12 fallacies about presentations (part 2)

Fallacy 7.     The presenter must do whatever the audience requires of him / her!
Wrong!: Power is given, control is taken. The presenter’s role is to control the audience, the flow of the presentation, the time used, and to ensure that the message arrives in the most appropriate manner. If the presenter is controlled by the audience, the presentation will be a failure. A very common example is when the presenter answers questions during the presentation which, frequently, results in a dialogue between the questioner & the presenter which the other attendees find boring / irrelevant and provokes a total disconnection from the presentation.

Fallacy 8.     The best structure is: “Tell them what you are going to tell them; tell them; tell them what you have told them”.
Wrong!:    A presentation should have a clear structure that the audience know from the beginning. The old concept indicated above  is no longer a valid structure. Communication, like business is based on a logical, coherent structure.

Fallacy 9.     The audience need to know everything about the topic being presented.
Wrong!:     A sales presentation is to solve the customer’s problems, not “sell” the company. The traditional, boring, “Our company was founded in 1900…” followed by totally irrelevant details does NOT solve the client’s problems – it just bores them!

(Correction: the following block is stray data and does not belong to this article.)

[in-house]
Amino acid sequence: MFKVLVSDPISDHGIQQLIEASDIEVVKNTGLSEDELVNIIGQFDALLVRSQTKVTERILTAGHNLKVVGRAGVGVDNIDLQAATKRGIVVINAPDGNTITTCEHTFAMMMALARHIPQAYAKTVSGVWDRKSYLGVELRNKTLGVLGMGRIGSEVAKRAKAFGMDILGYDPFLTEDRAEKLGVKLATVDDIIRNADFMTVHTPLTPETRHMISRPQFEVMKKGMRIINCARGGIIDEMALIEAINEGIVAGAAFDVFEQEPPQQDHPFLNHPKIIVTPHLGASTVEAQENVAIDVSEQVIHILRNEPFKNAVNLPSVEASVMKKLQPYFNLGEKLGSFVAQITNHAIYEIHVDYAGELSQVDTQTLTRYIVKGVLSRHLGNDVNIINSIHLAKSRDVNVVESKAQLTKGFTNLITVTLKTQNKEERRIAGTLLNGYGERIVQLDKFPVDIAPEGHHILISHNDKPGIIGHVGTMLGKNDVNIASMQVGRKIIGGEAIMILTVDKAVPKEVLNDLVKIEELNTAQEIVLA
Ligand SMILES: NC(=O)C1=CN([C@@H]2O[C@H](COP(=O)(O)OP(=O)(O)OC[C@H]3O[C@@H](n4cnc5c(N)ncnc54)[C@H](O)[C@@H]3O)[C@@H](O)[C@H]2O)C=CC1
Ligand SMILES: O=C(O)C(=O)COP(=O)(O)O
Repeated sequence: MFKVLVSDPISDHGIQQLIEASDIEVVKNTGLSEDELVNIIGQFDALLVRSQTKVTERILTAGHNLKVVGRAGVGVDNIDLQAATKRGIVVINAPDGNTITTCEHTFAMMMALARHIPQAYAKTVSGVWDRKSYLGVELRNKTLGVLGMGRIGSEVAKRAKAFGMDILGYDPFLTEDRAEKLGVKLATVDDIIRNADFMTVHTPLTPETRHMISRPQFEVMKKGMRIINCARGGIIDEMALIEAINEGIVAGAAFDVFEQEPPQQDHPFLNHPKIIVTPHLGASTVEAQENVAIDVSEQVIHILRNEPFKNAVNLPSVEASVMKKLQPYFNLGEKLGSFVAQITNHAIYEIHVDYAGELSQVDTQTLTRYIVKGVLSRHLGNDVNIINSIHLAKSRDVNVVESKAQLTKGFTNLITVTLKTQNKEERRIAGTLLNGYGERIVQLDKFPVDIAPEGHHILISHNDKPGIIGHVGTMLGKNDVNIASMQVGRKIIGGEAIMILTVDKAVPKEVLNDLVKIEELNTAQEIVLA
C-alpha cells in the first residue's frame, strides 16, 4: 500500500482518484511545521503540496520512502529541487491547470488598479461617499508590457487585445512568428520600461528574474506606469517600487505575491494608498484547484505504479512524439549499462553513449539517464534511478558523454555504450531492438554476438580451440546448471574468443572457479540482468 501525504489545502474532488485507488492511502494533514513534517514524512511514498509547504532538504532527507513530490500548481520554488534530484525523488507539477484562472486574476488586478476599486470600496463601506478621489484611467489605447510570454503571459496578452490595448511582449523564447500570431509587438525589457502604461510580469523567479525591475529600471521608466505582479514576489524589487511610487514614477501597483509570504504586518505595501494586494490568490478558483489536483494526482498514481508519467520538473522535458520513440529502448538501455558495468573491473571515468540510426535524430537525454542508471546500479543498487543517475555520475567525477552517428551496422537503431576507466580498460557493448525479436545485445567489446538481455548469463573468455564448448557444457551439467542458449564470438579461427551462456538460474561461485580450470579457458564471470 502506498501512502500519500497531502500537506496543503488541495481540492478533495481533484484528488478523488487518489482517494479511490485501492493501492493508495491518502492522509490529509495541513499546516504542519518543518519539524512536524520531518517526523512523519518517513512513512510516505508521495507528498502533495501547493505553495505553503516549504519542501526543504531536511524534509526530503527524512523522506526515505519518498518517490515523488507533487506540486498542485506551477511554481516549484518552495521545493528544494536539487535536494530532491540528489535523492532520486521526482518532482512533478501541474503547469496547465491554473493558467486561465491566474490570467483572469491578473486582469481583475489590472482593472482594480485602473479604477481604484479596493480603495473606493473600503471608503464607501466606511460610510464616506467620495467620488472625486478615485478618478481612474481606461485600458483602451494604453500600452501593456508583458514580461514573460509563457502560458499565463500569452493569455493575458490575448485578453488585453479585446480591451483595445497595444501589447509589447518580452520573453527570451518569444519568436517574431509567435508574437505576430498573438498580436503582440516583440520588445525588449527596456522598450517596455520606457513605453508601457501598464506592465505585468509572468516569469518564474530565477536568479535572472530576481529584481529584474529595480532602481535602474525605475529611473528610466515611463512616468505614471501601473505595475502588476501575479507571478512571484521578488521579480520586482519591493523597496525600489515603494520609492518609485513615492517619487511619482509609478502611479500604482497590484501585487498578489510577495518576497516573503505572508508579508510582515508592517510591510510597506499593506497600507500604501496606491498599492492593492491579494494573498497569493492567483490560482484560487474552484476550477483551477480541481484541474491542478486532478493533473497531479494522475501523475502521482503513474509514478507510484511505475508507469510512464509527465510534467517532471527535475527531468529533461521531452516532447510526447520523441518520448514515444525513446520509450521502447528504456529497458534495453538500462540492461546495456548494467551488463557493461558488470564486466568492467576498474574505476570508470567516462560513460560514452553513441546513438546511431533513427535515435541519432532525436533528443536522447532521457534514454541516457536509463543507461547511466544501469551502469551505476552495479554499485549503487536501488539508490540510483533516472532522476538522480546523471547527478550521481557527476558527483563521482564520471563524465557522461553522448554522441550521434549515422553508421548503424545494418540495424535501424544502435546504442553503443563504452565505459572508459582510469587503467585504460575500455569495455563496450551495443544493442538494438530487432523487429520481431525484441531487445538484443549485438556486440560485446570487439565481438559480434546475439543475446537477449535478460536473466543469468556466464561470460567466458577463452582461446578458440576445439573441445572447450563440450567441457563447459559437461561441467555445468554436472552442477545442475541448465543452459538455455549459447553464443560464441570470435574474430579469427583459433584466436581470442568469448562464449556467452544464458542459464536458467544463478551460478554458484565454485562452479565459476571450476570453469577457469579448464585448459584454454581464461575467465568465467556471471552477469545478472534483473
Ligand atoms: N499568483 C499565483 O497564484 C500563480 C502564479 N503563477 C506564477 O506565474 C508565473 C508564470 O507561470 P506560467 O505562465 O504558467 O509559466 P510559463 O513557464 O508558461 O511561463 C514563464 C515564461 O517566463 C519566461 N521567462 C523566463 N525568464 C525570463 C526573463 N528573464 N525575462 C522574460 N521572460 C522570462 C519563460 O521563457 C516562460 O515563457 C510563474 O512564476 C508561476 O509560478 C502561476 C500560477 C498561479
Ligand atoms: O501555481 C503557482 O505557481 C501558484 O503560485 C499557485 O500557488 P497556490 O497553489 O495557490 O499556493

Fallacy 10.     It is more important for the presenter to feel comfortable than to do what is necessary for the message to arrive as they intend!
Wrong!:     Many presenters have habits formed that they do not want to change. An example of this is the desire to be continually moving during their presentations. The problem is that the Non-verbal communication subconsciously tells the audience when the presenter is unsure, afraid of attack, “aggressive, etc., which affects how the audience accept the message; any change is difficult, however, when it has been performed three or more times, it becomes a new habit. The objective of any presentation should be that the message arrives as intended, NOT the presenter should feel comfortable.

Fallacy 11.    Bosses can interrupt presentations whenever the want to.
Wrong:  Interrupting a subordinate’s presentation is the best way to totally destroy their motivation and self esteem. What should the presenter do during the interruption: sit down, keep standing, twiddle their thumbs?  When the boss interrupts the presenter he is implicitly showing that the presenter does not know what they are talking about and has to be corrected. This is taken by the audience as showing that the presenter is NOT professional! A leader should deliver his intervention when the presenter has FINISHED the presentation. This is much more educated, motivational and shows less distain for the presenter.

Fallacy 12.     We have always done presentations this way and there is no need to change!
Wrong!:     Many people fear doing something new: especially when their bosses have little or no idea about effective communication and insist that “Their employees” do things their way … the old-fashioned way! Presenters need to move into the present, prepare for a successful future by forgetting the techniques  from the last century. A presupposition of NLP is: “If you always do what you have always done, you will always get what you have always gotten!”